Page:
Each has their good and bad points, but avoid the cheap department store models as most of them leak and fail. You might want to consider buying more than one so you have one for each type of chemical you plan to spray.
A Hand or Power Garden Tiller
Put that fork down and get the job done
If you are putting in a new garden, digging it by hand can take forever and leave you with sore hands and blisters. A tiller will make the job much easier. They come in front tine, mid tine, and rear tine models, each of which has its advantages and disadvantages.
Tillers range in size from small models made to loosen and aerate soil all the way up to powerful beasts that are designed to tear up the sod and any ground cover in a single pass. Be sure you don't get carried away and end up buying one that is too big for you to handle.
More than just an over-glorified lawn mower
Even if you already have a riding lawn mower, you really should not be using it as a garden tractor. Most are not strong enough to haul even a small trailer. True lawn tractors are bigger in size, have larger engines, and a built-in tow hitch.
You might also want to consider buying one that is equipped with puncture-resistant tires as this can save you a lot of wasted time and money. Most have some form of electric power take off and come with a mower deck. Some models offer a wide variety of accessories such as tillers and mulchers.
Great for flattening and starting anew
If your thinking of gardening in a new space? Then a landscaping rake is going to be your new best friend. Basically it does all the dirty work (with a little help from you). It pulls out grass, clears rocks and leaves a relatively flat surface for you to do as you please.
Although you can buy inexpensive ones (for around $40) by spending a little extra you will get a tougher rake that will last. There is only a few basic parts to a landscaping rake, but they need to be quality. To find out what makes a quality landscaping rake (even tow behind ones), visit the link below:
For the perfect looking lawn
Curb appeal is so important to the value of a home. And nothing says 'house proud' than a well kept and manicured lawn. Although weed pulling is an important point, the edges are probably the first thing your neighbors and guests notice.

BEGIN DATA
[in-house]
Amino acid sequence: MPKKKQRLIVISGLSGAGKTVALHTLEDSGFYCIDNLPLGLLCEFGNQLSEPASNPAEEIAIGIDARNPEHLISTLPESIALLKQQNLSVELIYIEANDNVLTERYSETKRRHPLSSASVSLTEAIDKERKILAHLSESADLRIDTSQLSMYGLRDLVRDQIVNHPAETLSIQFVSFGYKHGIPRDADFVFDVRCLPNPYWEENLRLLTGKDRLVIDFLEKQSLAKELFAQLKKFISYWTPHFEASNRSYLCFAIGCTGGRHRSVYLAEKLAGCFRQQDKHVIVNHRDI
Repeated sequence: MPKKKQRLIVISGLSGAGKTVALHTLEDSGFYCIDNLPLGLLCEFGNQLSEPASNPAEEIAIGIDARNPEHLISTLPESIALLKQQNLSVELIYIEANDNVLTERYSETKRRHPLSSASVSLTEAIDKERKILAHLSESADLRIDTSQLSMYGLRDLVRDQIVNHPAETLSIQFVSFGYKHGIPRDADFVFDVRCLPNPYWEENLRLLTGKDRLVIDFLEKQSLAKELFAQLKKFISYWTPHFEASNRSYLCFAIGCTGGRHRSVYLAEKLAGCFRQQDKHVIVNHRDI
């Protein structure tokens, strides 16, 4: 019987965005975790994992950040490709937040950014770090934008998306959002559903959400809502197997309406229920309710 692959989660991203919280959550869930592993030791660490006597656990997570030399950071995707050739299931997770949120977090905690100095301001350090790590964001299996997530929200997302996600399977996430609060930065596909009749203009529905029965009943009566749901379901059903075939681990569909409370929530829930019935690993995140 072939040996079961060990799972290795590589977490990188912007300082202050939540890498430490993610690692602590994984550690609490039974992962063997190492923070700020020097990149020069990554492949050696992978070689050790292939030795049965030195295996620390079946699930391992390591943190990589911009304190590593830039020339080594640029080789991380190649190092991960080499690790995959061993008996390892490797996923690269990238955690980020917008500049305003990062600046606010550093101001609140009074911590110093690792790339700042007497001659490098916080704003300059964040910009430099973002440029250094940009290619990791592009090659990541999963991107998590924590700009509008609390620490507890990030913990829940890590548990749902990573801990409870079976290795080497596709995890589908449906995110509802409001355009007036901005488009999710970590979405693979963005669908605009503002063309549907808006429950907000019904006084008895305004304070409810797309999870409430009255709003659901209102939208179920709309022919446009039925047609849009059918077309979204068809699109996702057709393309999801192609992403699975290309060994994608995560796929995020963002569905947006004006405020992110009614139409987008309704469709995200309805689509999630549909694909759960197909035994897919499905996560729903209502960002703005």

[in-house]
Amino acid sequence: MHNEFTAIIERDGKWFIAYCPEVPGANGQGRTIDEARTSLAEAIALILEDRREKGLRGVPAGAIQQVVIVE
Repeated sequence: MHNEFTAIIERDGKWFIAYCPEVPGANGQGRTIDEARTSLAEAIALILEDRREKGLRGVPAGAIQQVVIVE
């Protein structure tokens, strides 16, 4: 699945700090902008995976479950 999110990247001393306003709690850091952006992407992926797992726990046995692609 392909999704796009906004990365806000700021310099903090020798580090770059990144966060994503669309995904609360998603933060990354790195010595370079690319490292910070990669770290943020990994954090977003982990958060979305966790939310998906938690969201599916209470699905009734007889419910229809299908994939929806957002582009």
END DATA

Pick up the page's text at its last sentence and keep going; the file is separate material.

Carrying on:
You can use a spade or your weed wacker to do the same job, but by far the easiest way to do this is with a landscaping edger. Simply put it where you want to start, turn it on then walk it where you want it. Although this is a 'should have' it's vital if you have a large enough lawn for a ride on mower
Clean up your yard the easy way
Gardeners with even modest experience know that a lot of what they do is maintenance. The good news is that this maintenance can be made a lot easier by modern conveniences.
A mulcher is a great machine to have if you have excess 'tree debris' left around. It will turn your waste product into something useful which you can then use, or make better use of your green recycling bin space. And they aren't as expensive as you think! Find out more about what one can do for you by clicking or tapping the button below.
Perfect for doing mixing jobs around your home
If your thinking about putting in some brick, mixing some concrete or render then I highly suggest a mortar hoe.
If your not familiar with the tool, it is designed to mix mortar primarily in a wheelbarrow. It's primarily for homeowners, anyone mixing a lot will use a portable mixer. The best part about the tool though is how it saves your back and your time, and compared with other options it is quite affordable. Find out more about mortar hoes here.